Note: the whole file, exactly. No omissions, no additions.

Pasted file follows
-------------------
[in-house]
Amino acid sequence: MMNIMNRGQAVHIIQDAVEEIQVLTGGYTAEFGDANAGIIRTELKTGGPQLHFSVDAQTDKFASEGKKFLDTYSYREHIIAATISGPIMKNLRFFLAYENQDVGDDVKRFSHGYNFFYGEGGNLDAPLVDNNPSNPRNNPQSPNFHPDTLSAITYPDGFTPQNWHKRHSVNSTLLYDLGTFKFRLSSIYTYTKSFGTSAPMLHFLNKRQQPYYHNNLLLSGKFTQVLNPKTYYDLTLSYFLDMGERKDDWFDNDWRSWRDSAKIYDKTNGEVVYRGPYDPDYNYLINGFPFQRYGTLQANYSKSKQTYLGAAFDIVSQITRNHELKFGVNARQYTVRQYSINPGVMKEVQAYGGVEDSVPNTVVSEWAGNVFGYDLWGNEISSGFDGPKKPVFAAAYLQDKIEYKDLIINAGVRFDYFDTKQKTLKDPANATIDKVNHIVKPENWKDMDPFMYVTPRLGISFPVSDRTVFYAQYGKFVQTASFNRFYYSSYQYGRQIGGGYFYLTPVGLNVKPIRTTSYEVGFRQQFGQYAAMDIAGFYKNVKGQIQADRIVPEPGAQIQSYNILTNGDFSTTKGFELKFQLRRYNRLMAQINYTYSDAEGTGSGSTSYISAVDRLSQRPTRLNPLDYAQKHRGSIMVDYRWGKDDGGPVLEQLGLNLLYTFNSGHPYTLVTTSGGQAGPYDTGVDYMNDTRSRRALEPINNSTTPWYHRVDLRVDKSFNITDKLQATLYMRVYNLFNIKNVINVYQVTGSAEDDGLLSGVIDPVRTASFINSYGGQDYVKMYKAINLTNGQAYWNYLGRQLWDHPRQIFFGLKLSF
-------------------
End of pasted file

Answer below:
[in-house]
Amino acid sequence: MMNIMNRGQAVHIIQDAVEEIQVLTGGYTAEFGDANAGIIRTELKTGGPQLHFSVDAQTDKFASEGKKFLDTYSYREHIIAATISGPIMKNLRFFLAYENQDVGDDVKRFSHGYNFFYGEGGNLDAPLVDNNPSNPRNNPQSPNFHPDTLSAITYPDGFTPQNWHKRHSVNSTLLYDLGTFKFRLSSIYTYTKSFGTSAPMLHFLNKRQQPYYHNNLLLSGKFTQVLNPKTYYDLTLSYFLDMGERKDDWFDNDWRSWRDSAKIYDKTNGEVVYRGPYDPDYNYLINGFPFQRYGTLQANYSKSKQTYLGAAFDIVSQITRNHELKFGVNARQYTVRQYSINPGVMKEVQAYGGVEDSVPNTVVSEWAGNVFGYDLWGNEISSGFDGPKKPVFAAAYLQDKIEYKDLIINAGVRFDYFDTKQKTLKDPANATIDKVNHIVKPENWKDMDPFMYVTPRLGISFPVSDRTVFYAQYGKFVQTASFNRFYYSSYQYGRQIGGGYFYLTPVGLNVKPIRTTSYEVGFRQQFGQYAAMDIAGFYKNVKGQIQADRIVPEPGAQIQSYNILTNGDFSTTKGFELKFQLRRYNRLMAQINYTYSDAEGTGSGSTSYISAVDRLSQRPTRLNPLDYAQKHRGSIMVDYRWGKDDGGPVLEQLGLNLLYTFNSGHPYTLVTTSGGQAGPYDTGVDYMNDTRSRRALEPINNSTTPWYHRVDLRVDKSFNITDKLQATLYMRVYNLFNIKNVINVYQVTGSAEDDGLLSGVIDPVRTASFINSYGGQDYVKMYKAINLTNGQAYWNYLGRQLWDHPRQIFFGLKLSF